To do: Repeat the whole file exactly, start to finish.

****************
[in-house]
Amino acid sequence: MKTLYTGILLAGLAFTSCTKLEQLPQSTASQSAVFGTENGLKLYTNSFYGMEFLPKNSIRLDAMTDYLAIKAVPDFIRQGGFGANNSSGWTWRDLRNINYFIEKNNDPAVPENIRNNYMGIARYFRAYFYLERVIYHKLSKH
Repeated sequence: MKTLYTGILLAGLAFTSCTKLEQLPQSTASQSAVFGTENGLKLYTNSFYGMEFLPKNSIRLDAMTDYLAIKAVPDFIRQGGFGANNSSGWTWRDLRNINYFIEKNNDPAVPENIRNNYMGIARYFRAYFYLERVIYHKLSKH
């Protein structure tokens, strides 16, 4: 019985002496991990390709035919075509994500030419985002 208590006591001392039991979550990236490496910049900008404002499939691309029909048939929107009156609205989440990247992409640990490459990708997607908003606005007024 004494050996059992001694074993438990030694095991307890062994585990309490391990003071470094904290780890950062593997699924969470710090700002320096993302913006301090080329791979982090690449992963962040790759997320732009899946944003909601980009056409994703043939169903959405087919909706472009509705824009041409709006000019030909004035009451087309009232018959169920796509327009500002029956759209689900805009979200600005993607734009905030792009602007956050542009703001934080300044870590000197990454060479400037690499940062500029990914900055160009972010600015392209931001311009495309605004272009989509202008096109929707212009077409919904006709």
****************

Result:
[in-house]
Amino acid sequence: MKTLYTGILLAGLAFTSCTKLEQLPQSTASQSAVFGTENGLKLYTNSFYGMEFLPKNSIRLDAMTDYLAIKAVPDFIRQGGFGANNSSGWTWRDLRNINYFIEKNNDPAVPENIRNNYMGIARYFRAYFYLERVIYHKLSKH
Repeated sequence: MKTLYTGILLAGLAFTSCTKLEQLPQSTASQSAVFGTENGLKLYTNSFYGMEFLPKNSIRLDAMTDYLAIKAVPDFIRQGGFGANNSSGWTWRDLRNINYFIEKNNDPAVPENIRNNYMGIARYFRAYFYLERVIYHKLSKH
């Protein structure tokens, strides 16, 4: 019985002496991990390709035919075509994500030419985002 208590006591001392039991979550990236490496910049900008404002499939691309029909048939929107009156609205989440990247992409640990490459990708997607908003606005007024 004494050996059992001694074993438990030694095991307890062994585990309490391990003071470094904290780890950062593997699924969470710090700002320096993302913006301090080329791979982090690449992963962040790759997320732009899946944003909601980009056409994703043939169903959405087919909706472009509705824009041409709006000019030909004035009451087309009232018959169920796509327009500002029956759209689900805009979200600005993607734009905030792009602007956050542009703001934080300044870590000197990454060479400037690499940062500029990914900055160009972010600015392209931001311009495309605004272009989509202008096109929707212009077409919904006709």